Trees are often hardy plants that grace our landscapes. But, on occasion, they become susceptible to disease and insect infestations. If you notice this occurrence, you will want to call the arborist at your local tree company to come to assess the issue.
In some instances, we’ll find that the problem your tree is facing is caused by aphids. These are soft-bodied insects often found on the underside of the leaves and are commonly found in trees such as maples as they feed on sap. If you have a severe infestation, you may have called Vernon Imel Tree Service as you noticed the leaves on the tree turning yellow or wilting. But, will aphids kill trees on your property or just make them look diseased?
Will Aphids Kill Trees?
A major aphids infestation may look terrible, but it is very likely that they will not cause long-term, detrimental harm to your trees. But, some trees are very sensitive to aphids.
Aphids use their piercing mouth to suck the sap from the tree, ultimately injecting their saliva into the tree and some are very sensitive to this process. This could cause leaves and even flower buds and fruit to look deformed.
You may also be familiar with aphids waste, known as honeydew. This sugar-filled liquid they leave behind is seen as yellow spots you may have noticed on your car if it was parked under an infected tree.
And, if the yellowed or deformed leaves didn’t trigger you to look into your tree, then the fungus that grows in the honeydew may have as it presents as sooty mold, which may be found on lower leaves.
The honeydew or fungus may also draw even more insects to your tree, such as ants, which is why it’s important to address the issue.
How can I care for my trees infested with aphids?
Honestly, the best treatment is prevention, but once you notice aphids, you’re likely already in the midst of a heavy infestation and there are some steps you can take to help your tree heal with haste.
First, try simply washing down your tree with a strong stream of water via your garden hose. Focus on the underside of the leaves, as this is where those little buggers like to reside. Repeat this process daily for up to two weeks until you see your tree is in the clear.
If the infestation needs more oomph to get rid of the critters, try a systemic pesticide. Look for one with an ingredient such as Imidacloprid. This will kill aphids once ingested, but will not harm good garden bugs like bees and butterflies.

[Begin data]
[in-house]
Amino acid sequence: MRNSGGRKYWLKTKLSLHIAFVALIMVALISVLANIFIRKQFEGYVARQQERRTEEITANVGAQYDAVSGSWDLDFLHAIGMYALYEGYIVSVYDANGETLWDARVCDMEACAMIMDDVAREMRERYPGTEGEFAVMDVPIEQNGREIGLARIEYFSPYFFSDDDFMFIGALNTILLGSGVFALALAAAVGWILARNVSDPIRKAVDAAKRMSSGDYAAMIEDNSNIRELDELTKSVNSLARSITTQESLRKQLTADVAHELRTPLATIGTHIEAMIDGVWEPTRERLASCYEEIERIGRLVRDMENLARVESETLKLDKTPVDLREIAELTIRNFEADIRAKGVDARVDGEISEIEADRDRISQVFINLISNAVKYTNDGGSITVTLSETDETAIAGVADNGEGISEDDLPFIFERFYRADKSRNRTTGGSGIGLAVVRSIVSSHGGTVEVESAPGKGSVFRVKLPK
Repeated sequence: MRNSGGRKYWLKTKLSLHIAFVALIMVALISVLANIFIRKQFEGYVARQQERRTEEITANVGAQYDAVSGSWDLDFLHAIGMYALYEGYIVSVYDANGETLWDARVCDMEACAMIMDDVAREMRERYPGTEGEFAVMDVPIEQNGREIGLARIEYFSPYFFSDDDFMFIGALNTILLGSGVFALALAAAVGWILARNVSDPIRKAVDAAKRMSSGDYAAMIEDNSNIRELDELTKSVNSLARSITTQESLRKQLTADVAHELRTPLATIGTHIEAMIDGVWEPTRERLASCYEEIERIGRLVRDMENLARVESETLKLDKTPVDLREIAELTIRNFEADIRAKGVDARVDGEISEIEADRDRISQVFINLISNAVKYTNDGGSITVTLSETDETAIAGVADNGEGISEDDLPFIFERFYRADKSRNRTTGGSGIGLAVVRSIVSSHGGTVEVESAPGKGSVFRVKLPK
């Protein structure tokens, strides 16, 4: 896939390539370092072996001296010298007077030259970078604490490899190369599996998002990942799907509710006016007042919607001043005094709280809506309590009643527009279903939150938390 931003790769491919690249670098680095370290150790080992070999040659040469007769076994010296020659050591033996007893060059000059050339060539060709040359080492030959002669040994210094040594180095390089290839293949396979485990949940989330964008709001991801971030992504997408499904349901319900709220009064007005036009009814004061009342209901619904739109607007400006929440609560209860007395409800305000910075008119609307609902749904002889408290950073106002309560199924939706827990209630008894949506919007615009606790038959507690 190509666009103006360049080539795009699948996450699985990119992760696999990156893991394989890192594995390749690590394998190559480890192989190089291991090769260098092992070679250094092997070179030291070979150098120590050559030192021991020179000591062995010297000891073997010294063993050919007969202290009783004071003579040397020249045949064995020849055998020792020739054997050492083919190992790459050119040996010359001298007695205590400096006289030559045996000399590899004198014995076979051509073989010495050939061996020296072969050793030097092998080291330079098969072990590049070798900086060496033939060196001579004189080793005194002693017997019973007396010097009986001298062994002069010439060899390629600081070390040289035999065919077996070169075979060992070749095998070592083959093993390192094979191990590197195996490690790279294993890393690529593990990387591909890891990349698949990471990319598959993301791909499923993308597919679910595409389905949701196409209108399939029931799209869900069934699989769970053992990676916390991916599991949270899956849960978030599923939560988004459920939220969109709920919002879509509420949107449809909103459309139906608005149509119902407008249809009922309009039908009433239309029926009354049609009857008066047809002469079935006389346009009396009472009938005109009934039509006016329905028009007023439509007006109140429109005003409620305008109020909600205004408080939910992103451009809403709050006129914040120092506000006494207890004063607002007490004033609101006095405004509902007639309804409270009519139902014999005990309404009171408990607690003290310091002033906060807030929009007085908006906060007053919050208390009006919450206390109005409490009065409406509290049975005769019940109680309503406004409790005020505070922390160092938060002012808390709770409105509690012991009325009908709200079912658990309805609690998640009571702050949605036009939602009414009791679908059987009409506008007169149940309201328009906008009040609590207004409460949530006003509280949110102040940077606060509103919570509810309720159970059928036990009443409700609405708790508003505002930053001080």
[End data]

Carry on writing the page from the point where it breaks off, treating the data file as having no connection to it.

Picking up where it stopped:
Another option is summer oils, which kills the aphids by suffocation. Fatty acid salts and insecticidal soaps can also be effective in killing the bugs by disrupting its cell membrane. Other insecticides like malathion, chlorpyrifos, and acephate are all options as well. Any of these applications will likely require reapplication to be successful.
The issue with any application is that it must reach the aphids and since they live on lower branches of the tree, they are protected by foliage and may not be directly penetrated by the pesticide, rendering it useless.
Similarly, the tree may be too tall for you to reach the aphids and commercial application can be expensive and results may vary.
If prevention is key, what are those recommendations?
There are a number of steps you can take to prevent aphids from infecting your trees, even if a past infestation has already taken place.
If a few aphids are located, one option is removal via pruning. But, these pests reproduce very quickly, so control measures are necessary after they are located on just 5% of your tree.
So, your first step is to regularly inspect your trees for any developing issues, as it’s much easy to rid them of just a few of the bugs before they cause much damage.
Another option is to select neighboring plants that aphids dislike. These include oregano, chive, sage, leeks, garlic, and onions as the bugs are deterred by the strong scents. Or, plant aphid-attracting plants, like calendula, on the opposite side of your property to draw them away from your beloved trees.
You may also want to attract aphid-eating bugs that can benefit your landscape like lady beetles and lacewings. Add in plants that attract these bugs nearby and you’re less likely to deal with aphids in the future.
If you noticed aphids on your fruit tree this past season, you can add horticulture oils during the winter in hopes of killing any eggs that may be primed to attack your tree once spring returns.
Also, take a look at the fertilizer you are using, if any. Aphids are attracted to trees high in nitrogen, so if your fertilizer contains this element, switch to one that offers slow release.
Aphids are a pain to prevent and destroy, but will aphids kill trees? It’s unlikely. They’ll just create more work for you to care for their health each season.
If you think you may have an aphid infestation, these are recommended tips to control and prevent their presence, but your first step should be a call to your local arborist, like our team at Vernon Imel Tree Service.
Like any tree issue, you should take the time to confirm what problem your tree is facing before you start treatment as the incorrect steps may be more detrimental than the initial problem that arose.
Our arborists have extensive experience and are certified to address any issue your trees are dealing with and we’ll make sure the necessary protocols are put in place to ensure your tree is vibrant and lush once again.
Are you concerned you may have an aphid issue? Reach out to our team today. We can’t want to help you help your trees.